Beyond the paintings of Lempica––almost all portraits, almost all of which resemble each other––a better representation of the era was actually taking place at the Pompidou. It was a one-woman show of the work of designer and architect Eileen Gray who created masterpieces of furniture and furnishings that literally defined Art Deco for decades until her death at 95.

The Angel of the Odd

The most noteworthy curatorial creation was an unusual sequential showing of romanticism, symbolism and surrealism generated under the rubric The Angel of the Odd: Dark Romanticism from Goya to Max Ernst at the Orsay Museum.

Taking its title from Poe, it links a strain of period artworks using “terrifying and eerie images to captivate the viewer,” according to its catalog sheet. Generous samplings of Goya’s darker images and those of major figures including Delacroix, Blake, Gericault, Moreau, Munch and Redon up through Miro and Klee populate the exhibit. But so do images from lesser known painters and even film clips from Bunuel, Hitchcock and James Whaley’s original Frankenstein.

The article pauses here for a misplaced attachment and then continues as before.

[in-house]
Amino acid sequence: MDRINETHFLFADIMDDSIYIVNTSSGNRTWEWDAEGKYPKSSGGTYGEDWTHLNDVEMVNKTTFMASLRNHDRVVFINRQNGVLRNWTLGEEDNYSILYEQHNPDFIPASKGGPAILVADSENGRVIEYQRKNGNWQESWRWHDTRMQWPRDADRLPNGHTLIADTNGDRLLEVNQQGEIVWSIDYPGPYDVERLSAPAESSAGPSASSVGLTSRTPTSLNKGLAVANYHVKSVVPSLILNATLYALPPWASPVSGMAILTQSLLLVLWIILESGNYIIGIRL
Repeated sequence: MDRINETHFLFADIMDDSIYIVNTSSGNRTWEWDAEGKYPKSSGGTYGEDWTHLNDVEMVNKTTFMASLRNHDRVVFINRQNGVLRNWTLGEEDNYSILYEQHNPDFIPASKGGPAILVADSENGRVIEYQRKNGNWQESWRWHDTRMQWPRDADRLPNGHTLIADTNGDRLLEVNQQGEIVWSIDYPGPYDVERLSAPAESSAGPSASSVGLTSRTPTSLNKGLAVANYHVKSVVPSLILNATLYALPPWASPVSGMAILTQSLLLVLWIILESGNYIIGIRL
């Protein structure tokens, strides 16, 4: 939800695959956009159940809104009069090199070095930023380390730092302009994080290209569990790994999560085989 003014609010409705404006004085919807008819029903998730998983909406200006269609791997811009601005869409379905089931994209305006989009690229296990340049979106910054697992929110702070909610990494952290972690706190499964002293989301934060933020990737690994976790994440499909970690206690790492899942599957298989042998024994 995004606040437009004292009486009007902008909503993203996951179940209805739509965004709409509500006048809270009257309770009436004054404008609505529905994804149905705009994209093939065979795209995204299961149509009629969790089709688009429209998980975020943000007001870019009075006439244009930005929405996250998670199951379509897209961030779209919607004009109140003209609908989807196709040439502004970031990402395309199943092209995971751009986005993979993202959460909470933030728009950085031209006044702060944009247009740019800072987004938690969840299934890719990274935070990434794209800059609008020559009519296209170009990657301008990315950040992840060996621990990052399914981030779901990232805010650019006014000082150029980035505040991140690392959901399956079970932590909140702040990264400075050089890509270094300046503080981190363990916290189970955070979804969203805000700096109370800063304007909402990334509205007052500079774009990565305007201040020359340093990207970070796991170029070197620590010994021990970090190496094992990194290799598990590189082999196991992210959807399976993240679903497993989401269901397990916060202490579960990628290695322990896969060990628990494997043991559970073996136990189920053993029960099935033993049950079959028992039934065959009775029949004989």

Here are dead maidens, bloody battles, lonely mountainscapes, devils, serpents and other things that go bump in the night––a magnificent range of work that earns the prize for curatorial originality. Even if it doesn’t quite scarify, it leaves you a bit somber but hardly romantic. (The current New York Review of Books contains a lengthy review and analysis of the show if you can’t get to Paris before it closes.)

Sculptors As Well